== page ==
The first weakness is that the authors did not check the endogeneity problems of variables. In order to avoid endogeneity, authors can set the independent variables as lagged variables to run regression because the lagged explanatory variables can reduce endogeneity problems. Secondly, there is no correlation matrix in this research. Generally, researchers will draw a correlation matrix to demonstrate the relationship between any two of variables.
Test results
In this section, authors demonstrated three statistic tables for each definition of capital structure analysis. As for the statistically significant figures, authors referred to many relevant prior researches to explain the significant positive or negative effects of variables. Finally, the brief summary of test findings is comprehensive as they summarised the main drivers of capital structures and indicated the puzzle of capital structure definitions.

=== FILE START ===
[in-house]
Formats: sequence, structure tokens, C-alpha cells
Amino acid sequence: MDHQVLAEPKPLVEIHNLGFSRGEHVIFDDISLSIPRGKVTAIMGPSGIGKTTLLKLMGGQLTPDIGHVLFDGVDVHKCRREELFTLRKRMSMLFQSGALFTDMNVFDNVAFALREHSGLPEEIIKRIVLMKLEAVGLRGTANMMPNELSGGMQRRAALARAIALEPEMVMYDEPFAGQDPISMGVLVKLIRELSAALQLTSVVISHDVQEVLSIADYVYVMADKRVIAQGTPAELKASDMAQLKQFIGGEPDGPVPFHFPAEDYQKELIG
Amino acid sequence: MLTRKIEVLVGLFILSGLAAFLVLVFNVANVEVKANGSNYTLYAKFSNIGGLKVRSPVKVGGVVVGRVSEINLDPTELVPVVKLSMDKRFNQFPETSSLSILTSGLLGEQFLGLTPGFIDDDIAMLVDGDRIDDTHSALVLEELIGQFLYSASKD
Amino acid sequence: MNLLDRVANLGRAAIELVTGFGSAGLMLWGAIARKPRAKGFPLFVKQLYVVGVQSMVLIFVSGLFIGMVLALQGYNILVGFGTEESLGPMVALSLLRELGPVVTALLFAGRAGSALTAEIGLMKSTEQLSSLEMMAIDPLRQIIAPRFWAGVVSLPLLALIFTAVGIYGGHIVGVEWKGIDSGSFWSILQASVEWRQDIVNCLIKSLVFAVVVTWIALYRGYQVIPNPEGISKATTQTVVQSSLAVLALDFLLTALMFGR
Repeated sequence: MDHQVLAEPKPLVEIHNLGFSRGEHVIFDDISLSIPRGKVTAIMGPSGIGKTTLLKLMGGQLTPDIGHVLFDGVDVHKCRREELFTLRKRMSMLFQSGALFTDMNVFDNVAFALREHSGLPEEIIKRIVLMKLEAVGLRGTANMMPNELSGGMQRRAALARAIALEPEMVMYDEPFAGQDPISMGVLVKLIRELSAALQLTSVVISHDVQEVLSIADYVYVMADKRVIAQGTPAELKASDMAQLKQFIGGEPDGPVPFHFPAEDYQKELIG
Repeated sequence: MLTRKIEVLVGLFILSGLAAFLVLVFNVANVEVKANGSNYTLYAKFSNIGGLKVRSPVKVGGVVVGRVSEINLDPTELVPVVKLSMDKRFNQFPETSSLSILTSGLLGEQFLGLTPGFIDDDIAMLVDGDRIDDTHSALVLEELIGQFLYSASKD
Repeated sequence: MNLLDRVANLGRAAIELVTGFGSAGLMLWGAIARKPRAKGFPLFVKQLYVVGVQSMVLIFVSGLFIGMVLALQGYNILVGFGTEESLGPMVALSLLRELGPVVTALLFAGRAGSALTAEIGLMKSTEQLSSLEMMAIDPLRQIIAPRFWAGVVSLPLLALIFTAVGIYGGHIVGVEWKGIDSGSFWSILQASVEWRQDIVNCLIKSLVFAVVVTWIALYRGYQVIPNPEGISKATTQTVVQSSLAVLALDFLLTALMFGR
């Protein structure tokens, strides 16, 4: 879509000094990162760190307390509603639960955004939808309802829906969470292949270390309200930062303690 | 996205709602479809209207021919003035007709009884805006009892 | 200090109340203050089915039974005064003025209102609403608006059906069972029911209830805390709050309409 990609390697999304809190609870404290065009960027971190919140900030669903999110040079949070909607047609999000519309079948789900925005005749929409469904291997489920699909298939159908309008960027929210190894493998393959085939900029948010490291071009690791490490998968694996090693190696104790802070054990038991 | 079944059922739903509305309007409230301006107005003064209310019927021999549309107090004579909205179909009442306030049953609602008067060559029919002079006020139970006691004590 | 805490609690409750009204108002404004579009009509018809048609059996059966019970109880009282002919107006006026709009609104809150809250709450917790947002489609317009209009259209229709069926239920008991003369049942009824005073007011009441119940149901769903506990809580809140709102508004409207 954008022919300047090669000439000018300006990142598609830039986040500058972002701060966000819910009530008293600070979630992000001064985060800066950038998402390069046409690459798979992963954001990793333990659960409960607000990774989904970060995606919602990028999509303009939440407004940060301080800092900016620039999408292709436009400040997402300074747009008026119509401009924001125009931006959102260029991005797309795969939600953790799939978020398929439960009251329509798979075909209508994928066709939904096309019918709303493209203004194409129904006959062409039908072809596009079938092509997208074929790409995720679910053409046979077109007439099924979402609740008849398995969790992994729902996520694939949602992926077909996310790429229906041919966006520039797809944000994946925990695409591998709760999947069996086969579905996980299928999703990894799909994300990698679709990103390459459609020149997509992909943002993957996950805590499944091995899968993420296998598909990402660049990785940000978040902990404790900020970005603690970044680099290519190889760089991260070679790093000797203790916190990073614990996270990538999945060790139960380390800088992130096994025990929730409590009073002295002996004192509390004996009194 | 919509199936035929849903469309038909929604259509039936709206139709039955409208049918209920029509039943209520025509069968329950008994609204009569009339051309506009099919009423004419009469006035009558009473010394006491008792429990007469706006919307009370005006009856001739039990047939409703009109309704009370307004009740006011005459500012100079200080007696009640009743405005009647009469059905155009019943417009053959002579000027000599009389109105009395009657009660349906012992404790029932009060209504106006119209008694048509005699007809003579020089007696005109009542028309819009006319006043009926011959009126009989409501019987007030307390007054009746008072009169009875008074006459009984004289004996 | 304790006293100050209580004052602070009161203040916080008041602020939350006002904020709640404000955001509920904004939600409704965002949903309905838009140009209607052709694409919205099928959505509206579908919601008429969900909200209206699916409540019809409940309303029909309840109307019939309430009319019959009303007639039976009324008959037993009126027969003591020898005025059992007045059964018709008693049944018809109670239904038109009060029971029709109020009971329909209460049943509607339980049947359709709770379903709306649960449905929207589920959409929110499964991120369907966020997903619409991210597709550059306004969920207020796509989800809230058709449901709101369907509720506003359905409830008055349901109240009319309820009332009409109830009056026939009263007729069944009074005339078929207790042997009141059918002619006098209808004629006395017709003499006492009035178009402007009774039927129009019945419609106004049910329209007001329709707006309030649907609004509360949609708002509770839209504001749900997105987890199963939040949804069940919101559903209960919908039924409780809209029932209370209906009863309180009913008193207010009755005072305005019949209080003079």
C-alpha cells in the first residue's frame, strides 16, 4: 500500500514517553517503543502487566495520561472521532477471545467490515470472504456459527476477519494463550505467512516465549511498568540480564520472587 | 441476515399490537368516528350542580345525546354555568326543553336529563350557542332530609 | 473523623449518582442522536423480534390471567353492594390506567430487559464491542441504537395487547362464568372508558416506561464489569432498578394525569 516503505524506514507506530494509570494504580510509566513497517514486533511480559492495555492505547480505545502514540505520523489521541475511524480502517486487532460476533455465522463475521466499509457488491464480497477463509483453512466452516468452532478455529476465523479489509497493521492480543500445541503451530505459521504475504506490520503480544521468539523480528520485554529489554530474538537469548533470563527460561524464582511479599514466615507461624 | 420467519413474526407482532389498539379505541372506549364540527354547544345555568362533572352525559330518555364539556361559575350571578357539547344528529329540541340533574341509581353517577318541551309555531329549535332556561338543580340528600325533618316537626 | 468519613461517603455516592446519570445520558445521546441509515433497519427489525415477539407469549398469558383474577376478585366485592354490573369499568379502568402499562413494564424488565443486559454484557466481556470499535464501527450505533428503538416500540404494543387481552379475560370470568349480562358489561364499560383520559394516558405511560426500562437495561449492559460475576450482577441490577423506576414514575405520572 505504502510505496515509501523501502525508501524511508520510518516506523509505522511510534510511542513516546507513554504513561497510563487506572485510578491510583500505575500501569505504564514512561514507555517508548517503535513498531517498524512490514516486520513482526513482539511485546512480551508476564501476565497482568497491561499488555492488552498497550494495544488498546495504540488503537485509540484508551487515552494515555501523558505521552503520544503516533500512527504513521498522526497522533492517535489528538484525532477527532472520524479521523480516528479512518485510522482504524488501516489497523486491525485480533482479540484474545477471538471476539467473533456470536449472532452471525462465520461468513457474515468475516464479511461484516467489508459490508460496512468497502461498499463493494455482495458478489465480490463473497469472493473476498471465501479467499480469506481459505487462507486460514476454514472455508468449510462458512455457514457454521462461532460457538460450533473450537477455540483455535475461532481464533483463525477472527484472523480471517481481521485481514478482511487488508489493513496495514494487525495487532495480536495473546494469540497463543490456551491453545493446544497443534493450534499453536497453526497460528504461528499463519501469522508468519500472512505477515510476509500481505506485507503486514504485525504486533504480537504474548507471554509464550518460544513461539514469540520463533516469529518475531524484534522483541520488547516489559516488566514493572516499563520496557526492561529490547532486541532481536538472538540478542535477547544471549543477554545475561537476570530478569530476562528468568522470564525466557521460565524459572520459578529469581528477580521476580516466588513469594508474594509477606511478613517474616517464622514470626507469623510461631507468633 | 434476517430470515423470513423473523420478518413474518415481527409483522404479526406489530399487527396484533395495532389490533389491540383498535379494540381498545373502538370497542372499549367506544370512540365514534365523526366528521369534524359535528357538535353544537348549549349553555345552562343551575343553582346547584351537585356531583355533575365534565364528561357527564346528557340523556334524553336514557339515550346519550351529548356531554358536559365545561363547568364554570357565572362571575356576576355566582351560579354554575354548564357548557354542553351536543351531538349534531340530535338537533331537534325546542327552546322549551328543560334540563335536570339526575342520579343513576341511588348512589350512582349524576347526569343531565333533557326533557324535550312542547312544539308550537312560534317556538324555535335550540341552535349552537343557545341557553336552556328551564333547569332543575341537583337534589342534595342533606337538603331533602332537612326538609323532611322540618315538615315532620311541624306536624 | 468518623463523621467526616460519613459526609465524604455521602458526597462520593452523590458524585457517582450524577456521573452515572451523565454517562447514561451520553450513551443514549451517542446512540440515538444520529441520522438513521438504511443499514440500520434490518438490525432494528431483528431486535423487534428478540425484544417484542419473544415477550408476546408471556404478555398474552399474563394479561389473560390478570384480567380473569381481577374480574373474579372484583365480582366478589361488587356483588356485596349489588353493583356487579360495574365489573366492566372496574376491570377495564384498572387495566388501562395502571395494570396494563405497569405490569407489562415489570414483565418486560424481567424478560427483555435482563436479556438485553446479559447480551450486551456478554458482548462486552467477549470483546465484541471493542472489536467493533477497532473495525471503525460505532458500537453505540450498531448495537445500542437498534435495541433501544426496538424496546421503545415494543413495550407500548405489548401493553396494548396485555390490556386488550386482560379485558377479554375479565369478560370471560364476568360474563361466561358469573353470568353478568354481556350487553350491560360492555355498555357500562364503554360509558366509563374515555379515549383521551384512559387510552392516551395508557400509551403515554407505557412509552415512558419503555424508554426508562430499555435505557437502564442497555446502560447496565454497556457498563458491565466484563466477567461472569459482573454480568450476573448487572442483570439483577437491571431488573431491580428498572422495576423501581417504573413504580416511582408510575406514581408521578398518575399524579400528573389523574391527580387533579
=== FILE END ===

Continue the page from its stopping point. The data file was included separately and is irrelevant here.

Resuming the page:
However, the first weakness is that the authors did not refer to the specific figures when they explained the relationship between determinants and capital structure. For example, according to table I, the coefficient of asset tangibility is -165 under the fixed effect models. It is necessary to mention the specific figures because it is a statistic evidence to show the level of influence, and it will increase the reliability of arguments.
Secondly, there is only one explanation for each finding. The influence of potential drivers to capital structure may be complex, so authors should investigate more reasons carefully. For instance, in the table I, when the authors explained the reason why the relationship between asset tangibility an capital structure is negative, they just listed four citations for one reason. They should also clarify other relevant findings of prior researches. To be specifc, Bhaduri (2002) regarded the collateral assets as the fixed assets. He argued that firms can utilise a high level of debt to mitigate the problem that less collateral assets are vulnerable to agency costs.